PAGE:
I recently interviewed Kirsty Ingham from Bucks Sport about their Reactivate Bucks programme. This is their sport and activity participation programme. They have an ongoing year-long promotion and 3 bigger marketing pushes per year. Their recent promotion successfully got 300 new people into sport.
I’ve explained here how they achieved it using the six stages of an effective sport and activity marketing campaign.
Audience – the focus was on the Alison segment for this campaign (one of the 19 Sport England segments). This segment represented the group of people that they and their partners most wanted to reach, and had resources and activities for.
Objectives – while they didn’t have a set objective at the outset, they were focussed on contributing towards the overall participation targets for running and netball.
Budget – they had a budget of £5,300 for the marketing activity, this doesn’t include officer time or the coaching and facility costs. £3,200 on adverts and £2,100 on postcards and printed material. Because there wasn’t a huge budget they kept the campaign very focussed on just one segment to make the money go as far as possible.
Marketing messages – they downloaded the Alison marketing plan from the Promoting Activity site, allowing them to identify what marketing messages to use.
What activity to offer – they took the opportunity to analyse the segmentation data to understand more about the Alison segment. This showed that running and netball were two of the activities that Alisons were likely to take up. These were also sports where the NGBs had developed good products in the form of Back to Netball and Run England, and where they had good partnerships locally.
Back to Netball is one of the NGB offerings that has really taken off in Bucks. The Netball Development Community Coach works from the Bucks Sport office and she delivers some of the sessions herself. It really helped that they have such a great working relationship.
Run England has been another success story in Bucks. Abbi McKane is the Physical Activity Development Officer at Bucks Sport and is heavily involved in delivering the Run England programme in the area. One of the reasons the Reactivate team like this programme is because of the focus on beginners – people that are new to it. After all, not everyone is comfortable wearing lycra in public!
Once they’d done their planning they contacted all the Run leaders and Back to Netball leaders to get them on board with the programme.
Ways to register – For all the Back to Netball sessions the netball coach was the point of contact, and runners were directed to the local activator. The Buckinghamshire area has four activators and people can either email or call the coach’s mobile.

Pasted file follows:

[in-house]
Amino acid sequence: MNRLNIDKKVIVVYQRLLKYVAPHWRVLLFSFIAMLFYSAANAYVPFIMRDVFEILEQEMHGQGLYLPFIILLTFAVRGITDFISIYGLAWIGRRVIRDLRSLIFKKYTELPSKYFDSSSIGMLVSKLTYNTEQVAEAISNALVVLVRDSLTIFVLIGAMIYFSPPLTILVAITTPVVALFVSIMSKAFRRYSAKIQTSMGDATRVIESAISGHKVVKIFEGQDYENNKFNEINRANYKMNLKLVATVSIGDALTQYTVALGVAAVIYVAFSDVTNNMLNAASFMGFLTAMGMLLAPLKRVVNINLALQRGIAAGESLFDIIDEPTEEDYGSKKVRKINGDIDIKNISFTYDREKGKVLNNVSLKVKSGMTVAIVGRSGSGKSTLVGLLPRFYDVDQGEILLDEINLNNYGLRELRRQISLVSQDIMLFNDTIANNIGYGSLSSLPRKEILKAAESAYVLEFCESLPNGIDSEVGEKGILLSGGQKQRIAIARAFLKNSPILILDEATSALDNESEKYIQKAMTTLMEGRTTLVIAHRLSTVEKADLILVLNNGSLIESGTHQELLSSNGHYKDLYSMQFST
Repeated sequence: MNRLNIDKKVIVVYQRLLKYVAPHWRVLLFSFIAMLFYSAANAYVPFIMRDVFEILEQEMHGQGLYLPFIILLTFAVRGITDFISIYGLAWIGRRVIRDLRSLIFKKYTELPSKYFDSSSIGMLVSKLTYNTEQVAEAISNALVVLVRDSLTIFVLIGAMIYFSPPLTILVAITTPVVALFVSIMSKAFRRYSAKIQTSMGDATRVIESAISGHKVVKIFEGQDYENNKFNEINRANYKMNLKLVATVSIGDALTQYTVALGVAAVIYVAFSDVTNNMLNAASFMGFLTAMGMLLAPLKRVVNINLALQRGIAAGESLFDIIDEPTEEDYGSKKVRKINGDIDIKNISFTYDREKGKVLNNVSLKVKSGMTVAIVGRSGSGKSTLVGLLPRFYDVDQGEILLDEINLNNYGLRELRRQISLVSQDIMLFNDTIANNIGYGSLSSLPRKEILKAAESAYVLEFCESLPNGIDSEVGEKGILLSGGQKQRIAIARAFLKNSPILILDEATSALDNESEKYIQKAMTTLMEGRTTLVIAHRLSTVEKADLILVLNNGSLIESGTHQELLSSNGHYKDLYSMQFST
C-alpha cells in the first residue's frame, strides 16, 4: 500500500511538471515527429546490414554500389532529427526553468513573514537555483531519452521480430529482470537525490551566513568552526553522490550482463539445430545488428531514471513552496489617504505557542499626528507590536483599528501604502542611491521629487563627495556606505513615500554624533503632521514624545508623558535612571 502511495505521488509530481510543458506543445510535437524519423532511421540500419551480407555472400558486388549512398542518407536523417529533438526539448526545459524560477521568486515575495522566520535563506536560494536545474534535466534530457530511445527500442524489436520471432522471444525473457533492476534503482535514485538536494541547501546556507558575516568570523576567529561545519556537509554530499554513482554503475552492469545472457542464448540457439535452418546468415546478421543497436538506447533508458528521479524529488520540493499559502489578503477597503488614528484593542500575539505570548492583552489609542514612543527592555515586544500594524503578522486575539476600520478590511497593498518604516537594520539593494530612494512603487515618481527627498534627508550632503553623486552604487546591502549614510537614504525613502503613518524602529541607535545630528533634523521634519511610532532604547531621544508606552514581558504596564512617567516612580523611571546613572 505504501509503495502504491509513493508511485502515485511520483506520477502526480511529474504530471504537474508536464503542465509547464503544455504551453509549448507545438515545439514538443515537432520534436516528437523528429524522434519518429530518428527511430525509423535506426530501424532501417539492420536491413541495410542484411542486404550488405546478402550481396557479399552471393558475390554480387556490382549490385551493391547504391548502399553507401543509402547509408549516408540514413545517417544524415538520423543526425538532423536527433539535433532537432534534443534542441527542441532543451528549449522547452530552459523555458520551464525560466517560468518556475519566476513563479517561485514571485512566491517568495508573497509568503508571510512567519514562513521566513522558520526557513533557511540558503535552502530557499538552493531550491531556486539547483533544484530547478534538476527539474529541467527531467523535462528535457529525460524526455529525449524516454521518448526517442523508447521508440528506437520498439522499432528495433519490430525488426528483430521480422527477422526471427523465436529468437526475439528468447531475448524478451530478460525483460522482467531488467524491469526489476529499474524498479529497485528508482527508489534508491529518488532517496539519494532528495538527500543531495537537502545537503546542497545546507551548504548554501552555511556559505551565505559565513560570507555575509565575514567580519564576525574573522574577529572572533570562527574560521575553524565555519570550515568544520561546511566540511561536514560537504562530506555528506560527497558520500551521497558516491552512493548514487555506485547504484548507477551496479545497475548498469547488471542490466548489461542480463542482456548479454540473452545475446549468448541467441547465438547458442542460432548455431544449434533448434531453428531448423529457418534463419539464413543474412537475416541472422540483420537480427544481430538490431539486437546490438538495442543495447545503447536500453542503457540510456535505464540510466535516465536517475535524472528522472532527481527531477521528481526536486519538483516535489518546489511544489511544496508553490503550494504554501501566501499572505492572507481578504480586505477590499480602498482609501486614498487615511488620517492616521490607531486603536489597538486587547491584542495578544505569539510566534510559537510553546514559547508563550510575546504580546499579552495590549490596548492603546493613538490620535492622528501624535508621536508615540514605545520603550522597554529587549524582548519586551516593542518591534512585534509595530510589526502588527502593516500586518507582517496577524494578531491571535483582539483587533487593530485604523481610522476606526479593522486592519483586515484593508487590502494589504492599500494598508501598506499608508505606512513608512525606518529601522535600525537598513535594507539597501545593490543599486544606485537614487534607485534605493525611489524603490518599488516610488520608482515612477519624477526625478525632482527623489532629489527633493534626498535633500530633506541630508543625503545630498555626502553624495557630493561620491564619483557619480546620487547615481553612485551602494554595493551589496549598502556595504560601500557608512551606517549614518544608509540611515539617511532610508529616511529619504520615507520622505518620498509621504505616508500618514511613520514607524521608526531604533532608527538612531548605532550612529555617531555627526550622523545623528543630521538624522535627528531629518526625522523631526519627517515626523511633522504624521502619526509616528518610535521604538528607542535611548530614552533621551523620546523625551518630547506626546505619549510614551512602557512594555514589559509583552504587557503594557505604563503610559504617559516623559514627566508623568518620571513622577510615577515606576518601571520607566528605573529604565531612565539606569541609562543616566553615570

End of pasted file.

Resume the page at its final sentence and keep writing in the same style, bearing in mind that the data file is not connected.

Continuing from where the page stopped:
Postcards – To help preserve the budget they did the photo shoot themselves, and used people from their existing netball and running groups. In line with the informal message that the marketing plans recommend for the Alison segment they focussed on social activities after the game has finished – a very popular tactic! They produced a version of a promotional card for each district. They didn’t have the budget to distribute these directly, so they worked with the local run leaders and netball coaches. These were most effective where the local leaders were engaged and willing to do the legwork.
Social media – They posted information on their Facebook and Twitter accounts, then got existing leaders to post photos from their existing sessions along with the session details.
Refer a friend – The ‘refer a friend’ system was a very effective strategy. This went out to everyone at the runners and Back-to-Netballers, with the offer of a free t-shirt for anyone who referred a friend to the programme.
Word of Mouth – While these, along with coverage in local magazines, were very effective, the best promotional tool was word of mouth – so get talking!
Further information was always available from the website but the main call to action was to ring an activator or the netball development community coach for more information. Over 80 enquiries came in this way, now maybe as many as 100.
The first session was free for the whole of January, though some groups carried that on for longer. The wintry weather kept some people from taking part, so many did more promotions in February.
When most of the groups were already up and running, they also set up workplace groups at lunchtime, where they train an internal champion.
Overall they got 300 new participants to Running and Netball sessions, who were all new to the sports.
One thing they did to keep people coming was to establish links with a local independent coffee shop – which already had an offer where you could get a card stamped with each coffee to get your 8th coffee free. They linked in to this offer so that every time someone attended a netball or running session they got an extra stamp. This proved an extremely good cross promotion for the coffee shop, and a bonus for people attending the sessions. Kirsty’s keen to replicate this with a larger chain or with more independent coffee shops.
If you want more information about how to run sport and activity marketing campaigns then check out our free introductory guide to marketing sport and activity.